Rogation Days are an old religious custom which is now seldom observed in the Church, and many persons have not even heard of them. Anglican parishes sometimes still observe them. The word "rogation" comes from the Latin rogare, which means "to ask," and the Rogation Days are four days set apart to bless the fields, and ask for God's mercy on all of creation. The primary purpose of the Rogation Days is to ask God to bless the fields and the parish (the geographic area) that they fall in. A secondary purpose was to bless the main boundary markers of each parish, in towns as well as rural areas.

Rogation Days are days of prayer and fasting, instituted by the Church to appease God's anger at man's transgressions, to ask protection in calamities, and to obtain a good and bountiful harvest. They are set aside to remind us how dependent we are on the earth and her resources, and how prayer can help protect us from nature's often cruel ways. On these days, customs involved the congregation going in procession to "beat the bounds" i.e. to mark and establish the boundaries of the parish - while also blessing the trees, stones and fields while chanting or reciting a Litany of the Saints. In modern times, the actual purpose of "beating the bounds" - to impress the boundaries of the village on everyone's mind - has ceased to be necessary due to modern surveying techniques, and the practice is largely ceremonial.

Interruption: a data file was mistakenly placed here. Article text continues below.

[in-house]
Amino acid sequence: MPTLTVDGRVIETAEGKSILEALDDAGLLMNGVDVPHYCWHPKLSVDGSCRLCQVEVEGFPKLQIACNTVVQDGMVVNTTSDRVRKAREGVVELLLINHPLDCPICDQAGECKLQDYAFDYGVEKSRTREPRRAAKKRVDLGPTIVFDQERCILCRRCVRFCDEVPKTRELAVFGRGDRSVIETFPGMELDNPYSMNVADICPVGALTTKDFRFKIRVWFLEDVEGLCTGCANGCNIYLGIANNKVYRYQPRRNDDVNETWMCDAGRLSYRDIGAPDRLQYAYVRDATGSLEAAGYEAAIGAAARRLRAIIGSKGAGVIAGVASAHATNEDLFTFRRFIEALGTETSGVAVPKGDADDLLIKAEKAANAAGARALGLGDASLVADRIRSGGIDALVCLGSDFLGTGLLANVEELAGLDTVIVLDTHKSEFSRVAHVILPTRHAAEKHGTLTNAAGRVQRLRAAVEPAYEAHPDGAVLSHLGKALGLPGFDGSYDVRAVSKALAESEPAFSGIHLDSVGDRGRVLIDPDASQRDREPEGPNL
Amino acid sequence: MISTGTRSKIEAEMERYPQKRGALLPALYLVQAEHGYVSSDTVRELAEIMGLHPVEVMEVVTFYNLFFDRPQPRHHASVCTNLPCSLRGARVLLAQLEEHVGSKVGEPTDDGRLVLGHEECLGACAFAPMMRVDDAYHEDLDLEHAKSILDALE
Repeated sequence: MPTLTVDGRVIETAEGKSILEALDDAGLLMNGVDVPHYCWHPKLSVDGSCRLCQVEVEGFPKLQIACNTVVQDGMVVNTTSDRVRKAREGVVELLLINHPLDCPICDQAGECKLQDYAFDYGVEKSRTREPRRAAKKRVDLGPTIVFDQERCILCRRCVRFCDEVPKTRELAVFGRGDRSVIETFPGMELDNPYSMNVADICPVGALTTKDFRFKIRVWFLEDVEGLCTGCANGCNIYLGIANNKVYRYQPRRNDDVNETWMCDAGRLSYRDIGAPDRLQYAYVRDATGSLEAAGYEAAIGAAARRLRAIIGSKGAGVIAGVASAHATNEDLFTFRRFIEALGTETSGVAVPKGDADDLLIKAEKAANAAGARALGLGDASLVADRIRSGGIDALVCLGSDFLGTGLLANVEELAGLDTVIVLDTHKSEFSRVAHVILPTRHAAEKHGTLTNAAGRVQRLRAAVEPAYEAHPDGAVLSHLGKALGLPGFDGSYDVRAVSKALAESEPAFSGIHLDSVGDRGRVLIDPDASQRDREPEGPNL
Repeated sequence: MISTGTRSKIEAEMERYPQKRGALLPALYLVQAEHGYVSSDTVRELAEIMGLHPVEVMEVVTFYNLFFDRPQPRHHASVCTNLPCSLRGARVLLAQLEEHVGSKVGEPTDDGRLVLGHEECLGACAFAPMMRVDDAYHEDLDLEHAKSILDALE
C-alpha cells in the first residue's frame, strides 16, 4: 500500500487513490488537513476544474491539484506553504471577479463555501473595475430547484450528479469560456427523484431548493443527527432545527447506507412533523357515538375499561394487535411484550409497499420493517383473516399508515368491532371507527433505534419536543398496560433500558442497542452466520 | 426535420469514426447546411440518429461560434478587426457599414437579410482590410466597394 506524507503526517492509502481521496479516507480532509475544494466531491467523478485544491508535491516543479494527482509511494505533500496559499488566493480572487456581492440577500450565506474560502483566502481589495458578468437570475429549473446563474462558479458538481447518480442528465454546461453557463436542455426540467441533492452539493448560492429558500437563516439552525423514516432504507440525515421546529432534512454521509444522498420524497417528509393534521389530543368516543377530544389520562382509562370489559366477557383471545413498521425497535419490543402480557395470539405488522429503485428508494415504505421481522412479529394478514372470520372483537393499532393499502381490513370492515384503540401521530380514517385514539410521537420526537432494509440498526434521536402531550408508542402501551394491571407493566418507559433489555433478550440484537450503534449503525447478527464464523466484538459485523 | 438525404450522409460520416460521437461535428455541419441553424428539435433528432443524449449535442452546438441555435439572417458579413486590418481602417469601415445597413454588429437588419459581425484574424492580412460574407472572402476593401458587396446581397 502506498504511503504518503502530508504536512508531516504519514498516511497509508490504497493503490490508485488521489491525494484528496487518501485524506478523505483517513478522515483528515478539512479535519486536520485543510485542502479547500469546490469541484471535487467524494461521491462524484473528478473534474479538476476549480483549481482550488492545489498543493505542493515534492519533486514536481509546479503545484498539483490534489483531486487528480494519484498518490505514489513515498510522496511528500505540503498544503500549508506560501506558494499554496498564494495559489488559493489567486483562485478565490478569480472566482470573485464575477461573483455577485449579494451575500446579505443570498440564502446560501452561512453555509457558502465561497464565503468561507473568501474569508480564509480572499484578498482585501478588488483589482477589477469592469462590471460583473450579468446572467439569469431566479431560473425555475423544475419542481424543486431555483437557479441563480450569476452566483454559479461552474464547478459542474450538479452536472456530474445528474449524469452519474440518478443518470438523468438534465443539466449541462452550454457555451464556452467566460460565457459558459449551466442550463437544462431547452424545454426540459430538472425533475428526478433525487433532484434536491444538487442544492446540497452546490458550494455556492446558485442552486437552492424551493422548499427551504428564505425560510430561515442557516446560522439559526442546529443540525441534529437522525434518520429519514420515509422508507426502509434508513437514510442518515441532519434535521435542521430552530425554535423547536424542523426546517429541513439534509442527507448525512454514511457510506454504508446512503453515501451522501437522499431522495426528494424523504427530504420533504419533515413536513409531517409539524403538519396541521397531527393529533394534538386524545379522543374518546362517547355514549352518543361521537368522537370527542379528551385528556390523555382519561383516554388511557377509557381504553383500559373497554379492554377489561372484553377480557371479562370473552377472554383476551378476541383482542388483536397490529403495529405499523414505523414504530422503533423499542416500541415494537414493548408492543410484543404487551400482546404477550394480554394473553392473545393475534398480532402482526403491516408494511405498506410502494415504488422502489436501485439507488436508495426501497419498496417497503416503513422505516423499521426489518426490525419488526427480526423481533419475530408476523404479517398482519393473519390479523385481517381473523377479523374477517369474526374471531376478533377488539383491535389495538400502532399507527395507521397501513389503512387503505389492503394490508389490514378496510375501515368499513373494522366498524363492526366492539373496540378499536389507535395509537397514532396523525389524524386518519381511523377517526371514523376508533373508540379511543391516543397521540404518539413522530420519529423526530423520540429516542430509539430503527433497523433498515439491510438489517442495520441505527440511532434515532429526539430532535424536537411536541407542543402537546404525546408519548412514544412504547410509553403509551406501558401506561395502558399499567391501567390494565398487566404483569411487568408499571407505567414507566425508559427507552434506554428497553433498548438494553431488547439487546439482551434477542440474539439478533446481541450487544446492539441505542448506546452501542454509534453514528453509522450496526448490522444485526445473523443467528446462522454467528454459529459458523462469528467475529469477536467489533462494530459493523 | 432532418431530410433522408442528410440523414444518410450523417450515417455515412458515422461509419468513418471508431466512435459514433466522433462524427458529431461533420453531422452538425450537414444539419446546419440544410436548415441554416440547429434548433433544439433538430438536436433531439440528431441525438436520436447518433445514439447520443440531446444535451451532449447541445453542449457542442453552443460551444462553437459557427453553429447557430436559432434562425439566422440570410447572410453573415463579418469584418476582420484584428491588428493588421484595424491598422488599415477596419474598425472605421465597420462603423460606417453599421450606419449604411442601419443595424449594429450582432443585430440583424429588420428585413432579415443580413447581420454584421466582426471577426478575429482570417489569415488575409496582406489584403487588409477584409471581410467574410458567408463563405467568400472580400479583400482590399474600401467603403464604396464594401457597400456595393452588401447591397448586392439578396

The customary practice these days is to pray for fruitful seasons on Monday, commerce and industry on Tuesday, and stewardship of creation on Wednesday. As the world has become more industrialized, Rogation Days as well as Ember days, focused as they are on agriculture and the changes of the seasons, have seemed less relevant. Still, they are good ways to keep us in touch with nature and to remind us that the Church's liturgical calendar is tied to the changing seasons.

Rev'd Fr. Colin Humes